In face of long-term funding and other issues in Health & Social Care Bungling Boris has managed to try and get the money from the wrong place for the wrong reasons. He appears to be making no intelligent attempt to reform the system but seems content to apply an ever bigger sticking plaster.
When in 2019 Johnson told the Country that he had reforms ready to hand to deal with the growing problems of social care no one really believed him. For 6 years the Tories have promised a Green or White Paper which would address the issues. 10 different dates have been given for the launch of this publication. None appeared.
Now, with the NHS crisis as well, solutions have been plucked from the air based more on ideology than reason. Yes, the NHS has real problems caused by Covid. No, we can’t bring back the money splurged on ineffective track and trace and apps that were of limited value. Yes, the NHS can only work if we give it more money in the short-term. The key question is, “where should that money come from”.
My answer is a taxation and not an NI increase but I don’t believe that any ordinary individuals should need to pay more tax. The fact is that there are too many loopholes which allow people to get away with paying lower tax than most of us would think is fair. Huge corporations siphon off money to tax havens by the judicious use of lax capital allowances regulations. They then pay ‘service charges’ to parts of their company based in tax havens.
The same applies to wealthy individuals. There is a massive industry in this Country dedicated to helping rich people find tax loopholes, Regrettably, because of the huge number of regulations, this can be done too readily and HMRC is always playing catch up.
But if we ignore those obvious things to do that no Tory will touch, and assume that you and I must pay more then the only fair way to do this is to use income tax and not national insurance as the route.
National insurance really is an unfair ‘tax’. It starts to be collected at a lower level than income tax and stops at about £65k. It is not collected on other income such as that from investments of which a huge percentage is ‘earned’ by a small number of people. Some people, like me, don’t pay NI at all. I still work but as I’m over 65 (only just!) pay no NI so I keep a higher proportion of my income.
On top of that I am fortunate enough to be a home owner. The value of our home has increased by 500% since we bought it back in 1994. We’ve done some improvements to it but basically our biggest capital growth has not been one we ‘earned’ but which happened through outside circumstances.
I have no problem with the idea that our assets should be used, if necessary, to pay for care for Erica and I if we become old and infirm. We’ve given our kids a good start in life. We’ve even put something aside for our grandchildren. Why, if we cannot live in our home anyway, should it not be used to pay for our costs in another home? If we do get a lifetime cap for our social care, as proposed by Andrew Dilnot 10 years ago, Erica and I could begin to plan our own resources better and give a little more to our children and grandchildren now instead of keeping reserves, “in case”.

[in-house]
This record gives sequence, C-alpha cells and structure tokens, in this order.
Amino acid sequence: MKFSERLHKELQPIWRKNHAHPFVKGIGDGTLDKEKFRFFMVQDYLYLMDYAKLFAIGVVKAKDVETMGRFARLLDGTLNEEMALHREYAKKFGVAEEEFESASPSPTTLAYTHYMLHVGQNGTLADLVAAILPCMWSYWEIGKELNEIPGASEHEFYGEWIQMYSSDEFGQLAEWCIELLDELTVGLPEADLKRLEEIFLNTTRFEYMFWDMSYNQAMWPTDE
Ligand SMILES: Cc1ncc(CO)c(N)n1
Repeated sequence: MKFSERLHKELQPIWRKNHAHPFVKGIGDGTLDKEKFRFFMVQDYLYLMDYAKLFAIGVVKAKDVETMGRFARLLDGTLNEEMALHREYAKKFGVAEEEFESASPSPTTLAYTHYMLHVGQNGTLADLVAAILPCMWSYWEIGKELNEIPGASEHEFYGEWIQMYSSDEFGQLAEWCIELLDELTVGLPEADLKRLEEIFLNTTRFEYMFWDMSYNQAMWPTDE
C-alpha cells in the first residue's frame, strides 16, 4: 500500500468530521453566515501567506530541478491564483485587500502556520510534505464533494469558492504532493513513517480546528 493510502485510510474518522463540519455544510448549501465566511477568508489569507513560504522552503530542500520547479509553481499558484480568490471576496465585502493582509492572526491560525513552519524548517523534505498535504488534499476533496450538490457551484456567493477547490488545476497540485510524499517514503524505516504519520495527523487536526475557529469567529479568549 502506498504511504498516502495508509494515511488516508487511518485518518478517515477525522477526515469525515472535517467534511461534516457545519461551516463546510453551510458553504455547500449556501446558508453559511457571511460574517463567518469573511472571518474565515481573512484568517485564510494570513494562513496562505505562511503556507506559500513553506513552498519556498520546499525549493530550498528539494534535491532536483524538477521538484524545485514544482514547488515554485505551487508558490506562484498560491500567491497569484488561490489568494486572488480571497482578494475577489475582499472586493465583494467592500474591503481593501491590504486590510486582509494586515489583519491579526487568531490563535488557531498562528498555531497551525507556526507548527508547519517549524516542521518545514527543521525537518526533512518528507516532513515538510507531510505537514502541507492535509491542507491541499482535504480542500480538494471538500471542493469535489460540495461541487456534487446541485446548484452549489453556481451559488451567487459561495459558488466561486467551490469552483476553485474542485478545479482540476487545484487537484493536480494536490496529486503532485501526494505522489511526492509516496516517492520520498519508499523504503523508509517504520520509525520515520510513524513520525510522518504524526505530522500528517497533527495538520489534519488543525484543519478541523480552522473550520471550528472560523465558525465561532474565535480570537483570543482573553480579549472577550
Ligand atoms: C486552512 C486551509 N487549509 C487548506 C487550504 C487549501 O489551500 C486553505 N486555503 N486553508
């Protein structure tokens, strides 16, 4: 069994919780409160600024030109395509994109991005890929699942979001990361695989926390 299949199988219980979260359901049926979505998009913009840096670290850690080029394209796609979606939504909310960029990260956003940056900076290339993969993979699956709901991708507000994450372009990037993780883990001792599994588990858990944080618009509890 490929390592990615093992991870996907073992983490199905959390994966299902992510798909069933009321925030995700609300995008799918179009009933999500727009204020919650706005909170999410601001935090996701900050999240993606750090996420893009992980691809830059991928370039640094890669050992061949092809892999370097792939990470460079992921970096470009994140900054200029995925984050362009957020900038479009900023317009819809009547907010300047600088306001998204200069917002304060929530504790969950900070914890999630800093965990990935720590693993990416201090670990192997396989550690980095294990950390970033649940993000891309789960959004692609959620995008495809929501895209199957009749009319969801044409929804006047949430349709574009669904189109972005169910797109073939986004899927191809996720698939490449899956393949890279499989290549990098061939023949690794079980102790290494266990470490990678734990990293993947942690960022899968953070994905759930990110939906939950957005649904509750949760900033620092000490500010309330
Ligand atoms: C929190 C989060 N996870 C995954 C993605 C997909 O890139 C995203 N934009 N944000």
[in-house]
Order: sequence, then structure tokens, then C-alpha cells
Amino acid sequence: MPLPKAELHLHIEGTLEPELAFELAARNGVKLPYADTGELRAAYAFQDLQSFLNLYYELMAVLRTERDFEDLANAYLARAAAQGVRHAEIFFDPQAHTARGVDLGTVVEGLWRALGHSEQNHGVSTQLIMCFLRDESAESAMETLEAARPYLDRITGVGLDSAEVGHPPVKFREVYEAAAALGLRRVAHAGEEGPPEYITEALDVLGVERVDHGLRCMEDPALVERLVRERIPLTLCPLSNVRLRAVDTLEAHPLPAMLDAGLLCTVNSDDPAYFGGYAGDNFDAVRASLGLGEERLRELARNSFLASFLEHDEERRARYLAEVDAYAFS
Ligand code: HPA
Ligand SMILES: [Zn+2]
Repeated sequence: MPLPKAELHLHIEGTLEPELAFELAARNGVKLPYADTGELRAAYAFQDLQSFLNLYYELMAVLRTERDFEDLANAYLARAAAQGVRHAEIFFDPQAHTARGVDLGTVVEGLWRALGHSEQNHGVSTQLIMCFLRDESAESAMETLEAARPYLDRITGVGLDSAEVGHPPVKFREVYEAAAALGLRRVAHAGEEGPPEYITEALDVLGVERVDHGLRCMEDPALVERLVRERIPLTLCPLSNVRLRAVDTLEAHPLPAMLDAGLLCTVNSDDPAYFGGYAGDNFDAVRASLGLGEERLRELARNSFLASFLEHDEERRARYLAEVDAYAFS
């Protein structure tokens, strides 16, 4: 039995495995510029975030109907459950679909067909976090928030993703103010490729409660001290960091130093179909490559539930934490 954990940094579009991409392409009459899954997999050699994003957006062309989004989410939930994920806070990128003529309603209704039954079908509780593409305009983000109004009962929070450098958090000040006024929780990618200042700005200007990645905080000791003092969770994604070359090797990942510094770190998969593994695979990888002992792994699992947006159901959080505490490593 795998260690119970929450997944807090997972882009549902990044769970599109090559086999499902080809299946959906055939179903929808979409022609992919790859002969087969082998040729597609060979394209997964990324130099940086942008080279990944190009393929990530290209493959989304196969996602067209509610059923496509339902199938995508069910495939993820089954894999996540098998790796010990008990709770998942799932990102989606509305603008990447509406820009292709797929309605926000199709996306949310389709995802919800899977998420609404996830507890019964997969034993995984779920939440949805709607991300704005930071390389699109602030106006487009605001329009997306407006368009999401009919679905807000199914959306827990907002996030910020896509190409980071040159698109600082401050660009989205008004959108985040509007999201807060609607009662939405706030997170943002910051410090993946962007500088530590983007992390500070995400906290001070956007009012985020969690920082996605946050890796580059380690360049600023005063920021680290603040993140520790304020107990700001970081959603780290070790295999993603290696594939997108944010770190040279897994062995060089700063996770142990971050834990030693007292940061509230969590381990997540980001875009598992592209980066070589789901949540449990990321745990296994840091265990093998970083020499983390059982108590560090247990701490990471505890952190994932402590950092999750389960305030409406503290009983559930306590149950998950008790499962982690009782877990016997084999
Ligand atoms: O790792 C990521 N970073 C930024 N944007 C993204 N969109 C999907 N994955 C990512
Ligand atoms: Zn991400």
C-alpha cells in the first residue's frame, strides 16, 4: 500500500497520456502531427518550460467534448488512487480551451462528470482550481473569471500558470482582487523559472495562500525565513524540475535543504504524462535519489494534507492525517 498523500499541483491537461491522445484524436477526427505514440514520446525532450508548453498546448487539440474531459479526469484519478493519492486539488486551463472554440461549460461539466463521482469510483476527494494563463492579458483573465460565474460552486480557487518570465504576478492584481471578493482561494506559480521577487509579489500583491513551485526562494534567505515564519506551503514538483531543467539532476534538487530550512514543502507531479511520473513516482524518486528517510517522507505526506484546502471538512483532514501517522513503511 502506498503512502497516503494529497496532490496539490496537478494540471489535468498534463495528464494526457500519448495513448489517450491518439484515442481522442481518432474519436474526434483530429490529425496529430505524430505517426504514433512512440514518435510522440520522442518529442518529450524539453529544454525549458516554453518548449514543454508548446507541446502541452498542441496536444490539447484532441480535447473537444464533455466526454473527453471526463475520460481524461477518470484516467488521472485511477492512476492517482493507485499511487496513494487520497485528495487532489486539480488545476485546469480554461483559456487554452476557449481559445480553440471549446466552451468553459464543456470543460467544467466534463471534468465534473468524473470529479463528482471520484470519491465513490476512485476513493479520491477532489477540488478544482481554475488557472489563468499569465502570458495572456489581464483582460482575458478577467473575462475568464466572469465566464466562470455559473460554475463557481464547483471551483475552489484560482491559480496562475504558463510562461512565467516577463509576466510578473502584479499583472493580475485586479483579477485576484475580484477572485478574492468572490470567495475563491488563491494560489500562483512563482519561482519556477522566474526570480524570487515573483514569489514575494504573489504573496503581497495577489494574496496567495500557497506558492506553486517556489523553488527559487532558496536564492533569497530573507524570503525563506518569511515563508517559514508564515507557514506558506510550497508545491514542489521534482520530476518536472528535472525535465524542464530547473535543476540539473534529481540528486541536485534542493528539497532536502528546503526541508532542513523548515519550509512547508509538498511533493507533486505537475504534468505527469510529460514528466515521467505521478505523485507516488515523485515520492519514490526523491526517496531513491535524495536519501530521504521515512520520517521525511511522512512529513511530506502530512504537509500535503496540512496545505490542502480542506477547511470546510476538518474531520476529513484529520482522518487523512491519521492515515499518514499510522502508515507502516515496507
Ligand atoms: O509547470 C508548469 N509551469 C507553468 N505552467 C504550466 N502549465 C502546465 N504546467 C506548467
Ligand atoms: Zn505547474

All this talk of money ignores the fact that under Johnson’s plans we will spend the money on the wrong things. In my 6 years as Lib Dem spokes on Health & Care at the LGA, which came to an end in August, I continually argued for increased spending on public health and health prevention. When 30%+ of our hospital beds are occupied by people with drugs, obesity or alcohol induced illnesses we should know the way forward.
Keeping people healthy by helping them with a variety of problems early in their lives gives them a much better life and could save the NHS a fortune. Not preventing preventable ill health means that our NHS is keeping open hospital beds that could actually be withdrawn. Instead we have seen year on year real term cuts to our public health budgets.
Budgets which would address problems such as poor housing and poor air quality have also been slashed. The ultimate price of not spending a small amount now is wasted lives and spending loads more money later.
Finally, how could I as a Remainer not point that according to Johnson this money is totally unnecessary. The amount being put into health and social care this week is dwarfed by the £350 million a week that we have saved by coming out of the EU!! Hang on, let me think about that assertion!
Instead of a reasoned argument which had been tested by public discussion and into which all Parties could provide support we are getting a dogmatic approach designed to appease the right-wing thugs in his own Parliamentary Party and a core base which argues for selfishness and greed.
Over the past 5 days I have about 50 people come to my door to leave donations of goods, cash and new bought products to help Afghan refugees. Johnsons’ appeal does not seem fair to them or me. The true British spirit is one that lends a hand to those in need and believes in fairness and sharing. I actually think that this is a majority of the British people. Perhaps, at the next election we can find a way of working together to defeat the selfish, nasty people who make short-term decisions in favour of the wealthy minority.
I hope everyone now understands money being raised from National Insurance increase (now) & “Social Care levy” (in future years) is being spent on *reducing NHS backlogs built up over the last 10yrs due to Tory cuts*.
I hope they also understand its *equivalent to £350million a week Brexiteers voted For
To answer my own question:
Tories needed a way to keep feeding mates (& funders) great big gobbets of cash from NHS, without public noticing.
They put £12billion on National Insurance “for NHS backlog”, knowing it *has to* be spent by NHS on sending patients to private hospitals